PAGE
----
- Fast Response Time - Technology companies are often criticized for slow response times-and long hold time waits. An important performance benchmark for support departments is how quickly technicians answer incoming calls. It's not unreasonable for construction accounting software clients to expect quick responses (within thirty minutes) to their support requests. They should also expect that each call be time-stamped and each issue logged. Some support departments will also offer high-priority response times for urgent situations (e.g., when a user is "stuck in the middle of payroll" or when a client's CPA/IT technician is onsite). Deadlines can't wait, and business can't be put on hold. When shopping for software, contractors should ask vendors: "How long does it take your support staff to respond to and resolve support issues?"
- Product/Industry Experts on Staff - Some software companies provide support through partners or regionally-based dealers, and this can translate into less-than-knowledgeable support technicians. In contrast, product experts will almost always be found at the software company's headquarters, where representatives receive in-depth training and are in direct contact with testing and development teams. In a niche market like construction, it's important that customer support representatives be trained on just one product and understand the day-to-day demands of contracting and job cost accounting. The support staff's expertise should include low employee turnover, high customer retention and continual investment in research and development.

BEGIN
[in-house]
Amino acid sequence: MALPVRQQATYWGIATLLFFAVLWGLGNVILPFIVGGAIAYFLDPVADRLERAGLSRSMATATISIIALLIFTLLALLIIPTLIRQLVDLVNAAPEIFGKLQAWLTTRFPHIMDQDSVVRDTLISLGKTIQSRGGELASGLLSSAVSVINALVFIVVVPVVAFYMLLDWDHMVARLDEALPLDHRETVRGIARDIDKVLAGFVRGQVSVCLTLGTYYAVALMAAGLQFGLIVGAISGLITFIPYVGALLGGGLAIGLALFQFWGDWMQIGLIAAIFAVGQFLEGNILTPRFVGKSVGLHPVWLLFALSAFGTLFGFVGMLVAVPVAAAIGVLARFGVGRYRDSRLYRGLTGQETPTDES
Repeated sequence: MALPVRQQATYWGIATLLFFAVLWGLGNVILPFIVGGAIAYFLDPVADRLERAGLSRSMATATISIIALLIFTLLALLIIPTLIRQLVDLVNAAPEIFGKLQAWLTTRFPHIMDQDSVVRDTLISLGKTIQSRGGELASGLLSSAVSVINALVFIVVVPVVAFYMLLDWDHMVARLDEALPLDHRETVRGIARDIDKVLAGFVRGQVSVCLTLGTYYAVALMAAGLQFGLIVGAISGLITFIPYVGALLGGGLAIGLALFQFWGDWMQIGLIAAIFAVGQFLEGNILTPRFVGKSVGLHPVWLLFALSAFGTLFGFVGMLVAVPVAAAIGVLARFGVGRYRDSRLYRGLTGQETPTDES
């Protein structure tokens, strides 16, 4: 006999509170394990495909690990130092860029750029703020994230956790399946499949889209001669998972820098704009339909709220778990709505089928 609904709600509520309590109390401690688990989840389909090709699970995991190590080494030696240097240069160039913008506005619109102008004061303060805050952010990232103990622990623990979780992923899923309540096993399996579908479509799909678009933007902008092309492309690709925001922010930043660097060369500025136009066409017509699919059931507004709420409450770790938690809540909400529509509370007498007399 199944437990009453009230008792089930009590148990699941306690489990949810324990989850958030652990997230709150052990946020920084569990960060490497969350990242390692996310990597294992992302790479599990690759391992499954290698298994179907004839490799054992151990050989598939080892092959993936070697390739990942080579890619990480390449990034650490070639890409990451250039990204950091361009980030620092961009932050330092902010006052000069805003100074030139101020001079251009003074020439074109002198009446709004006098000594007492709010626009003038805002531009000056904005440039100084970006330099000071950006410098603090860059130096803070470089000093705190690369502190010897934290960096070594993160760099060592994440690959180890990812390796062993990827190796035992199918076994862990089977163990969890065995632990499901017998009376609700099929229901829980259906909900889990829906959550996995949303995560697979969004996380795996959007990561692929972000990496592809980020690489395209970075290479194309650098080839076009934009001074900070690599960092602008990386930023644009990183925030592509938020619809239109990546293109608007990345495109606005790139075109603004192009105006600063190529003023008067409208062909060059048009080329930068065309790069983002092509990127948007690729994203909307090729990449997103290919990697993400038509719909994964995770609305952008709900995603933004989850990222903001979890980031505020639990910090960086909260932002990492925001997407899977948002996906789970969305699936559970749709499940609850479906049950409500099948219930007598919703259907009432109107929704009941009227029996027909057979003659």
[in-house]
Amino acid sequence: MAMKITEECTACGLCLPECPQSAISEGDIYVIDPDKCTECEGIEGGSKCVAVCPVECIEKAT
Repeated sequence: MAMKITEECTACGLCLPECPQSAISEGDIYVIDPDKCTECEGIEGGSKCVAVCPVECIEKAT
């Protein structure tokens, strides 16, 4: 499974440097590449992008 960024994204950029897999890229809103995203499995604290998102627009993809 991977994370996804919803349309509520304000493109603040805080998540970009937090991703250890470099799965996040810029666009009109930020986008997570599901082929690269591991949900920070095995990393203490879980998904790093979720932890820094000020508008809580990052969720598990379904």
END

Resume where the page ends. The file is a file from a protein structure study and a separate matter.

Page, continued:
- Ongoing Product Updates and Enhancements- Not all construction accounting products are created equal, and not all products keep pace with technology. With software, there is always a need for change, whether it's incorporating new requirements, adding capabilities, increasing performance or correcting defects. Many companies are content to collect maintenance fees on outdated products (some of which have been acquired in mergers) and spend zero dollars on product development. Contractors should ask companies:
- "How often are product updates/fixes released?"
- "How much money does the company invest in programming and development?"
- "How many products does your staff support?"
- Ongoing Educational Opportunities - When it comes to construction-specific applications like job cost accounting, the typical client uses a small percentage (less than 20 percent) of a product's capabilities. They stop short of using features and functions that could greatly improve efficiency and productivity. Good software companies don't just want to make a sale-they want their customers to improve at job costing and financial management for long-term success. And the way to ensure that this happens is to offer ongoing, affordable and convenient educational opportunities such as: online courses, webinars, regional seminars, on-site consultations and user conferences.
"Live" customer support is just one factor-and the last in this nine-part series-of must-have construction accounting software features. Making the move from generic small business accounting software to a sophisticated construction-specific system is a whole new ball game. In fact, they are in two very separate leagues.
Construction Business Owner, October 2009